Chuck Terrill: On missing church dinners

Wednesday, July 22, 2020

I will tell you another thing COVID-19 has messed up — Fellowship Dinners.

Nothing beats a church supper. At least two miracles happen every time the church gets together for a “carry-in” or “covered dish” meal.

One: there is always more than enough to eat, even if a tourist bus breaks down in front of the church precisely at lunch time. This is a “loaves and fishes” miracle.

Two: there is always a good balance of meat, vegetables, salad, and desert, even though no one really plans it that way. The Holy Spirit, most certainly, must be the coordinator of Church “potluck” luncheons.  

I most enjoy watching young children prepare their own plates while their parents are preoccupied with selecting their meals. A balanced meal to a kid is strawberry Jello with whipped cream, a banana, a piece of fudge, two cupcakes and a dill pickle. Mom and dad, though, know exactly what to look for in the buffet line. Aunt Minnie always brings her world famous, homemade, apple strudel. Mrs. Allison makes the best pot roast you can imagine. Some “so called” Christians have even been known to skip the entrée, portion of the line and go straight to the desert table. Otherwise, Haroldene's 

delicious cinnamon rolls will all be gone before they get there.  

The best thing about a church supper, though, is the fellowship. Little kids sit with grownups, across the table from teenagers. Married couples, singles and grandparents sit down together. There is fun, fellowship, and food, all shared with the family.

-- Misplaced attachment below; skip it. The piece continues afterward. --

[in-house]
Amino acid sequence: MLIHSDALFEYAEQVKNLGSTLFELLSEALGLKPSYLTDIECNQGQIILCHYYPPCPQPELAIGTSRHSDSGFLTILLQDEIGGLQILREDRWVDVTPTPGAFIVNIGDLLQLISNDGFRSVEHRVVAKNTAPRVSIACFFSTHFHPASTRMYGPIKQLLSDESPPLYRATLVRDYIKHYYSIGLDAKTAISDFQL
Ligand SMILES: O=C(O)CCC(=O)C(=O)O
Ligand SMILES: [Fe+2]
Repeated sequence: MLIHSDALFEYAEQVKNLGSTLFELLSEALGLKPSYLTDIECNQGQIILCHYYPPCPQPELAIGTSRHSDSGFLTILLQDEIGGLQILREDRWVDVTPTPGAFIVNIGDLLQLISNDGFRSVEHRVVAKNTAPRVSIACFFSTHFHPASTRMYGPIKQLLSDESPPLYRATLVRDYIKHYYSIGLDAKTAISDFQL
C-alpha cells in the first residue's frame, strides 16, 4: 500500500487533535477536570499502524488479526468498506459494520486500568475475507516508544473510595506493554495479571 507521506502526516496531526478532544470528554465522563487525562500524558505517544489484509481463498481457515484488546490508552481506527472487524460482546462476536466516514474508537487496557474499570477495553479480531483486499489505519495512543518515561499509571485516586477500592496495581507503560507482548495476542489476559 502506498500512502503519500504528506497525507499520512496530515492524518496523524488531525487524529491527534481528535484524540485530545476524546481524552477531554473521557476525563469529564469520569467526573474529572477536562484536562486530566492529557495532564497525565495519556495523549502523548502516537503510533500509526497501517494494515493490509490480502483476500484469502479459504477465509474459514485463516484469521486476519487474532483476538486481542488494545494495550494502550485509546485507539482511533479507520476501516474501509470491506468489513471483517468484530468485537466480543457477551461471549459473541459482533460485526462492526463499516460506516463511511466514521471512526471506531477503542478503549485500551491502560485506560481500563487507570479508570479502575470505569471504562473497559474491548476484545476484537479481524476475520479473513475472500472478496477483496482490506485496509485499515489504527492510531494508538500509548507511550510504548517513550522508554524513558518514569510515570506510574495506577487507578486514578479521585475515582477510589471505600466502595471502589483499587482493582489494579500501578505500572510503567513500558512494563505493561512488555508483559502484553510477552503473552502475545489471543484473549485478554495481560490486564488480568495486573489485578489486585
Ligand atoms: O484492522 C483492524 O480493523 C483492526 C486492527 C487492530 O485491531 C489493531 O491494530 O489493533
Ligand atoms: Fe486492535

Mealtimes like this are genuine communion, and the Lord is always pleased with that. Every little kid with a chocolate cupcake smeared face is your child. Every grandma and every grandpa are your grandma and your grandpa. Every family is your family.

That bus load of tourists that drop in unexpectedly are warmly greeted and escorted to the head of the line. They will form an opinion about Christianity based not on what Christians say, but on what they see Christians do.

The fellowship meals at church show genuine caring and sharing. It is wonderful when those who attend a church dinner come away saying, “Christians! How they love and enjoy each other!”  

Church suppers are another great reason to be a part of God's forever family. The book of Acts reveals that the early Christians “shared their meals with unaffected joy, as they praised God and enjoyed the favor of all the people” (Acts 2.46).

I cannot wait to sit down the table again, with all my friends.

Chuck Terrill, who has doctorates from Master Theological Seminary and Trinity Seminary, is the senior minister at First Christian Church in Cassville. He may be reached at 417-847-2460.